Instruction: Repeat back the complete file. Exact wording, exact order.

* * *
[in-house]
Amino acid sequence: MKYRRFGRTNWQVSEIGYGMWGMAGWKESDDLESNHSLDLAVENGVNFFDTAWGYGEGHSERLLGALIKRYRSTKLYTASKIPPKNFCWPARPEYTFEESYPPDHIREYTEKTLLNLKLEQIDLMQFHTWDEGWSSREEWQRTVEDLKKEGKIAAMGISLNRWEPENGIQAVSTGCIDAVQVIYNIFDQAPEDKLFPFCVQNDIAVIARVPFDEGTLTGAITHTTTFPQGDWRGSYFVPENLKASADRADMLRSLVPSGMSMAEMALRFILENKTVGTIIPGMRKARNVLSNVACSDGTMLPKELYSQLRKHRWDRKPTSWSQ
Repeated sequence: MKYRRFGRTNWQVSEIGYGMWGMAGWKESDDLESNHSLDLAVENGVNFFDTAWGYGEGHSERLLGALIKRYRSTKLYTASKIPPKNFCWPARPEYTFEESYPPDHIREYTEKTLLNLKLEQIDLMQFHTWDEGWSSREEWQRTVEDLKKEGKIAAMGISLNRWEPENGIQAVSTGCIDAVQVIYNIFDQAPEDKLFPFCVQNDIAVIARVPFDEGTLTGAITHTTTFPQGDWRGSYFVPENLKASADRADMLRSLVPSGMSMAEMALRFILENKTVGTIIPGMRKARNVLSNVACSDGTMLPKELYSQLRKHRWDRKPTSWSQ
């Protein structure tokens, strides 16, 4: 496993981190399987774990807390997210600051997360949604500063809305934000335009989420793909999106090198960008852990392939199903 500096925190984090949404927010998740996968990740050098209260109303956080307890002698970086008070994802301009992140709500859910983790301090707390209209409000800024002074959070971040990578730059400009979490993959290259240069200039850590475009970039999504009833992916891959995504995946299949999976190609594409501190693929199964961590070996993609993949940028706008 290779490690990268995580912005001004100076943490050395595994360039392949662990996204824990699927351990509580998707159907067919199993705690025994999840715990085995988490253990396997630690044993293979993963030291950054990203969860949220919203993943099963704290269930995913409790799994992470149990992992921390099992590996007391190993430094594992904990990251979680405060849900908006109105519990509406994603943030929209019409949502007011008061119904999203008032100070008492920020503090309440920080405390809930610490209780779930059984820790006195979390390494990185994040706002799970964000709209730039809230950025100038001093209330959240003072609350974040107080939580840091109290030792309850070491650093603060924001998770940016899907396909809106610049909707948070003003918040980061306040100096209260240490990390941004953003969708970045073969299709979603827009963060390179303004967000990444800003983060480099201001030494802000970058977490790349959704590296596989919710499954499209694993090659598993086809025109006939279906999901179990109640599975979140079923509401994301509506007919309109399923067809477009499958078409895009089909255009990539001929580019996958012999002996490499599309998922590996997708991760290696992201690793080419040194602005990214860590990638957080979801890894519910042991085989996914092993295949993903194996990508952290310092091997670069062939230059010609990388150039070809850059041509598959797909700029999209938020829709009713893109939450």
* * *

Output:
[in-house]
Amino acid sequence: MKYRRFGRTNWQVSEIGYGMWGMAGWKESDDLESNHSLDLAVENGVNFFDTAWGYGEGHSERLLGALIKRYRSTKLYTASKIPPKNFCWPARPEYTFEESYPPDHIREYTEKTLLNLKLEQIDLMQFHTWDEGWSSREEWQRTVEDLKKEGKIAAMGISLNRWEPENGIQAVSTGCIDAVQVIYNIFDQAPEDKLFPFCVQNDIAVIARVPFDEGTLTGAITHTTTFPQGDWRGSYFVPENLKASADRADMLRSLVPSGMSMAEMALRFILENKTVGTIIPGMRKARNVLSNVACSDGTMLPKELYSQLRKHRWDRKPTSWSQ
Repeated sequence: MKYRRFGRTNWQVSEIGYGMWGMAGWKESDDLESNHSLDLAVENGVNFFDTAWGYGEGHSERLLGALIKRYRSTKLYTASKIPPKNFCWPARPEYTFEESYPPDHIREYTEKTLLNLKLEQIDLMQFHTWDEGWSSREEWQRTVEDLKKEGKIAAMGISLNRWEPENGIQAVSTGCIDAVQVIYNIFDQAPEDKLFPFCVQNDIAVIARVPFDEGTLTGAITHTTTFPQGDWRGSYFVPENLKASADRADMLRSLVPSGMSMAEMALRFILENKTVGTIIPGMRKARNVLSNVACSDGTMLPKELYSQLRKHRWDRKPTSWSQ
């Protein structure tokens, strides 16, 4: 496993981190399987774990807390997210600051997360949604500063809305934000335009989420793909999106090198960008852990392939199903 500096925190984090949404927010998740996968990740050098209260109303956080307890002698970086008070994802301009992140709500859910983790301090707390209209409000800024002074959070971040990578730059400009979490993959290259240069200039850590475009970039999504009833992916891959995504995946299949999976190609594409501190693929199964961590070996993609993949940028706008 290779490690990268995580912005001004100076943490050395595994360039392949662990996204824990699927351990509580998707159907067919199993705690025994999840715990085995988490253990396997630690044993293979993963030291950054990203969860949220919203993943099963704290269930995913409790799994992470149990992992921390099992590996007391190993430094594992904990990251979680405060849900908006109105519990509406994603943030929209019409949502007011008061119904999203008032100070008492920020503090309440920080405390809930610490209780779930059984820790006195979390390494990185994040706002799970964000709209730039809230950025100038001093209330959240003072609350974040107080939580840091109290030792309850070491650093603060924001998770940016899907396909809106610049909707948070003003918040980061306040100096209260240490990390941004953003969708970045073969299709979603827009963060390179303004967000990444800003983060480099201001030494802000970058977490790349959704590296596989919710499954499209694993090659598993086809025109006939279906999901179990109640599975979140079923509401994301509506007919309109399923067809477009499958078409895009089909255009990539001929580019996958012999002996490499599309998922590996997708991760290696992201690793080419040194602005990214860590990638957080979801890894519910042991085989996914092993295949993903194996990508952290310092091997670069062939230059010609990388150039070809850059041509598959797909700029999209938020829709009713893109939450």